Four New Historical Landmarks in the Town of Montgomery, Vermont | Vermont News


MONTGOMERY, Vermont (AP) – Four new road markers have been installed to help tell the story of the town of Montgomery in northern Vermont.

Three markers have been placed near covered bridges in the community which is sometimes known as the “Covered Bridge Capital of Vermont,” said the Vermont Historic Preservation Division.

The Longley, Comstock and Fuller covered bridges, built between 1863 and 1890, all follow the lattice lattice design patented in 1820 by architect Ithiel Town. Restoration of bridges over the years, much needed due to flooding, follows the principle of preserving design by using stronger trusses and salvageable materials.

The fourth marker commemorates Pratt Hall, originally built in 1835 as the Union Episcopal Church. In 1974, the building was sold to the Montgomery Historical Society. Since 1977, the building has served as a centerpiece for community events and gatherings.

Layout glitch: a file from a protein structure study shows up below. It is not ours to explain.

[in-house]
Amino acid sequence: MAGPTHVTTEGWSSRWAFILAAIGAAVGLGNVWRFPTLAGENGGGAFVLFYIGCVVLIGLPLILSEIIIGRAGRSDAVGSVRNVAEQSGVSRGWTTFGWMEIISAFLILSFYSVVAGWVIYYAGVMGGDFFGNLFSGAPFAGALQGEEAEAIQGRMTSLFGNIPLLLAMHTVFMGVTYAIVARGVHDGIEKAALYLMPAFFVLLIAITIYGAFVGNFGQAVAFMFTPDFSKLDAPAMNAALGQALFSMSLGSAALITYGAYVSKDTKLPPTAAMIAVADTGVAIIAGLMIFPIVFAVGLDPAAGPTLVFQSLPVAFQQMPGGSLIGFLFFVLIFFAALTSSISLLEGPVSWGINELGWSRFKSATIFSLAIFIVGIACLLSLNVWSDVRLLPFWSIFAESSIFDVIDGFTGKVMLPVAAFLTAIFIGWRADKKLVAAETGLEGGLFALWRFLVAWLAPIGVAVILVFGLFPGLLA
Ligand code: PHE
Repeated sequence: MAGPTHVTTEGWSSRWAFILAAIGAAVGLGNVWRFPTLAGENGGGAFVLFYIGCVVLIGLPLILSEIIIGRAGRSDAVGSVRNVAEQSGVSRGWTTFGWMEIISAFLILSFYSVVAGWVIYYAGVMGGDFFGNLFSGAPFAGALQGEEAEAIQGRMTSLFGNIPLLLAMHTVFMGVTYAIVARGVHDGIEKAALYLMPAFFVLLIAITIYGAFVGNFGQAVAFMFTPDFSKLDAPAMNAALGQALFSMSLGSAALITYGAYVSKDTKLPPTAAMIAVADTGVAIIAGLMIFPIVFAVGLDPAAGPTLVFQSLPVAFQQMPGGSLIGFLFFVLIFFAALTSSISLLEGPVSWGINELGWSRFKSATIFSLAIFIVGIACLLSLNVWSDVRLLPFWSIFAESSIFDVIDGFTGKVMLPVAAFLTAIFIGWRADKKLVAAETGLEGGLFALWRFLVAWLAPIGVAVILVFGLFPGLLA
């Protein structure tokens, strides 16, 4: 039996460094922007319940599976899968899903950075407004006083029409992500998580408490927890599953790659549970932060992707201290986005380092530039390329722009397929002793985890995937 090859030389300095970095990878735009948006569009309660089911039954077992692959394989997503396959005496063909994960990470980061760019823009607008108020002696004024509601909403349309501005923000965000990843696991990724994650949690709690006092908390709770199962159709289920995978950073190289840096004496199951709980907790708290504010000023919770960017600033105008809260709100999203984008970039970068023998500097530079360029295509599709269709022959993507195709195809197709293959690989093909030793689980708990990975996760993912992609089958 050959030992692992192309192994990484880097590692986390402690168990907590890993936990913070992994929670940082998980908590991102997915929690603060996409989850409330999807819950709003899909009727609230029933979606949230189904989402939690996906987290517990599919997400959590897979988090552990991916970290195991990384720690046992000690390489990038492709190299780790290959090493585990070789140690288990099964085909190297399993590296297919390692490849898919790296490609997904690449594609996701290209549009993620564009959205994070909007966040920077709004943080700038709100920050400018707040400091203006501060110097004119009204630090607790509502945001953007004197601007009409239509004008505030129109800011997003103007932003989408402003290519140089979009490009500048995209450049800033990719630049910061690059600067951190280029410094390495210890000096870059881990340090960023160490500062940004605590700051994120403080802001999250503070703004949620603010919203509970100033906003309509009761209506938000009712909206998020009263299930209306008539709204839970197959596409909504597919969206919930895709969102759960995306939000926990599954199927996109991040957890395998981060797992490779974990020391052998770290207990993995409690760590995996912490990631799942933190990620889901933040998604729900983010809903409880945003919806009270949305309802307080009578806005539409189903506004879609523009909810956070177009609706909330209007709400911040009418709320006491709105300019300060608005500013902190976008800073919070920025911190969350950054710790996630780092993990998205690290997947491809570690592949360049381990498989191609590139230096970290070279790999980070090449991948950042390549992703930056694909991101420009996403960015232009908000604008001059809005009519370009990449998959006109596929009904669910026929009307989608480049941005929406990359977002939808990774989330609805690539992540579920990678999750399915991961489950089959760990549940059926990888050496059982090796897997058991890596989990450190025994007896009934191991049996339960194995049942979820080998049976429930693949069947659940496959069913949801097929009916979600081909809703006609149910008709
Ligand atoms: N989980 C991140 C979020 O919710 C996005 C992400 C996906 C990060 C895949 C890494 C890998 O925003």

The Vermont Roadside Historic Site Marker program was established in 1947 by the Vermont Legislature. The first beacons were installed in 1949.

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Currently there are 295 markers in production or placed throughout Vermont. A Vermont road marker was erected in Virginia to commemorate Vermonters who fought at the Battle of Cedar Creek during the Civil War.

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